What happened here was a complete surprise for me. I always treated the connector with great care, never pulled the USB cable, never pushed it too hard. Turns out, that my mishap was caused by a very unfortunate coincidence of poor design of the USB 3.0 Micro-B connector and less-than-perfect mechanical performance of ROHS solder joints.
The plastic part that you see sticking from the back of the connector is the plastic insert with contacts. As you can see it in the pictures below, only one of the leads shows signs of mechanical stress. The rest of the pins were either not deformed at all, or bent very slightly.
The picture below shows Amphenol's USB3.0 connector similar to the one mounted on bladeRF. The plastic insert is held in place by the two indents in the metal frame (circled in red), which recess into cavities molded in the plastic part. Assuming sufficient mechanical strength of the insert's material and tight mechanical tolerances, this mechanism should be sufficient to firmly bind the two parts together and prevent them from moving. The load caused by plugging and unplugging the cable is transferred on the metal frame, which is firmly attached to the PCB. The stress caused by residual movements of the insert due to slack is dissipated in the vertical section of the pin, and the load exerted on the solder joints under the pins is minimal.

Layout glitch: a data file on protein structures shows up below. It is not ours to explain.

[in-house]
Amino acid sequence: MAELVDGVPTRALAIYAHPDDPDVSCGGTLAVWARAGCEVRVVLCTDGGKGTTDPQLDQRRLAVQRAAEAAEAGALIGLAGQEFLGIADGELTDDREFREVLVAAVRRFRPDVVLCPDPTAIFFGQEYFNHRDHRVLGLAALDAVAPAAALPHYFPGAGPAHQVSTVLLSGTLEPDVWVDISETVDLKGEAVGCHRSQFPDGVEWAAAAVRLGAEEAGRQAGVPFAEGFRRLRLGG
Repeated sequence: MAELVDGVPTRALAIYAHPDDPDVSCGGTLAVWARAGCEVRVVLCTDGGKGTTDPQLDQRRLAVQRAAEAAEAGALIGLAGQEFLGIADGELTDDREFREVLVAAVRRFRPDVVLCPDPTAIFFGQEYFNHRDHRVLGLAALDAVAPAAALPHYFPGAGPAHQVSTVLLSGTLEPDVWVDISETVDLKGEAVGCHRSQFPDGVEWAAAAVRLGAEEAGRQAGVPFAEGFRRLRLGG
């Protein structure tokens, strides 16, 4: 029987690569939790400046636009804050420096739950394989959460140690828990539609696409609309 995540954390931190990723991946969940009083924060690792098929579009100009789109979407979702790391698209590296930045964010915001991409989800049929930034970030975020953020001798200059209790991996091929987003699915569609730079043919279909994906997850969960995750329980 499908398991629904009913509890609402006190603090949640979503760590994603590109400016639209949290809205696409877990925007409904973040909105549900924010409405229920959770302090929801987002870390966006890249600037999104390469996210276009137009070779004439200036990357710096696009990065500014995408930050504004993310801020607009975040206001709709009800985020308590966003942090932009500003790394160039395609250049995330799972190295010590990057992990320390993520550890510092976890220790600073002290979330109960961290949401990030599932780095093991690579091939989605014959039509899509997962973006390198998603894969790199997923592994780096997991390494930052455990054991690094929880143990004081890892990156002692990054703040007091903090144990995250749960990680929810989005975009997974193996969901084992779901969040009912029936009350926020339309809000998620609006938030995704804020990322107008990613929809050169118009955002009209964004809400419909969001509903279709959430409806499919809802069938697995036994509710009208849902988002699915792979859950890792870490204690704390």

|The marked indents in the metal frame are supposed to hold the parts of the connector together.|
|Damage to the plastic insert.|
Update: Second part of the story describes my first, partially successful attempt to replace the connector.